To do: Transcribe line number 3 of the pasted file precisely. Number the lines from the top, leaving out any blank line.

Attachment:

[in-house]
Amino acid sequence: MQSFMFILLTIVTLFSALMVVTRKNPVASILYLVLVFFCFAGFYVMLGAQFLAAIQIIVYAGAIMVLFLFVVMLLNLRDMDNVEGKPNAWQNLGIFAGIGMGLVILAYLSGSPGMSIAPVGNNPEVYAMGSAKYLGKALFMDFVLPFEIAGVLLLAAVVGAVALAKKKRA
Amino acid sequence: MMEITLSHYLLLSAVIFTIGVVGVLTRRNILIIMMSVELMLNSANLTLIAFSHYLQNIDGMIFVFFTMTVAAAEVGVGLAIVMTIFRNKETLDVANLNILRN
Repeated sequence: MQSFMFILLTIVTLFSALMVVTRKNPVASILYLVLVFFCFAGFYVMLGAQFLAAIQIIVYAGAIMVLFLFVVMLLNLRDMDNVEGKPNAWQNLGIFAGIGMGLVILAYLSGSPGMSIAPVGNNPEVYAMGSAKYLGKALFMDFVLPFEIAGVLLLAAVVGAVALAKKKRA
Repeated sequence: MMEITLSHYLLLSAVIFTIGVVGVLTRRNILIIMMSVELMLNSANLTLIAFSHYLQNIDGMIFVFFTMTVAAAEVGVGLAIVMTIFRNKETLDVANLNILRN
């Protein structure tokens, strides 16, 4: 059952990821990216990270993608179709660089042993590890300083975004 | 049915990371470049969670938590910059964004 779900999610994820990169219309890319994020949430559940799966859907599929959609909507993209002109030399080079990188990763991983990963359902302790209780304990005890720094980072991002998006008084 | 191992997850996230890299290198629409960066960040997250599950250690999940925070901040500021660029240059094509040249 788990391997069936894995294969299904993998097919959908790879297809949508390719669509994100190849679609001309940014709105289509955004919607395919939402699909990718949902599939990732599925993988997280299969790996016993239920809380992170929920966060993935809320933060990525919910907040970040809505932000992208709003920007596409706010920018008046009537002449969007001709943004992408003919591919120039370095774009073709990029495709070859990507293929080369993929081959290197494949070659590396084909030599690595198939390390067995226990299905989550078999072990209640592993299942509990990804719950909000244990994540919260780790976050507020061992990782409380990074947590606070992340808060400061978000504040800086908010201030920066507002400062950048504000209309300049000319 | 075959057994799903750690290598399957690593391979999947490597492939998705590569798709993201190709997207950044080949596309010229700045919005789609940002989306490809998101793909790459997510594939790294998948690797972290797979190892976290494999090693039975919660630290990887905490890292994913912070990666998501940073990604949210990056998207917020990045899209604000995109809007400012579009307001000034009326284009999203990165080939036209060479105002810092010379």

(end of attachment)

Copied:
Amino acid sequence: MMEITLSHYLLLSAVIFTIGVVGVLTRRNILIIMMSVELMLNSANLTLIAFSHYLQNIDGMIFVFFTMTVAAAEVGVGLAIVMTIFRNKETLDVANLNILRN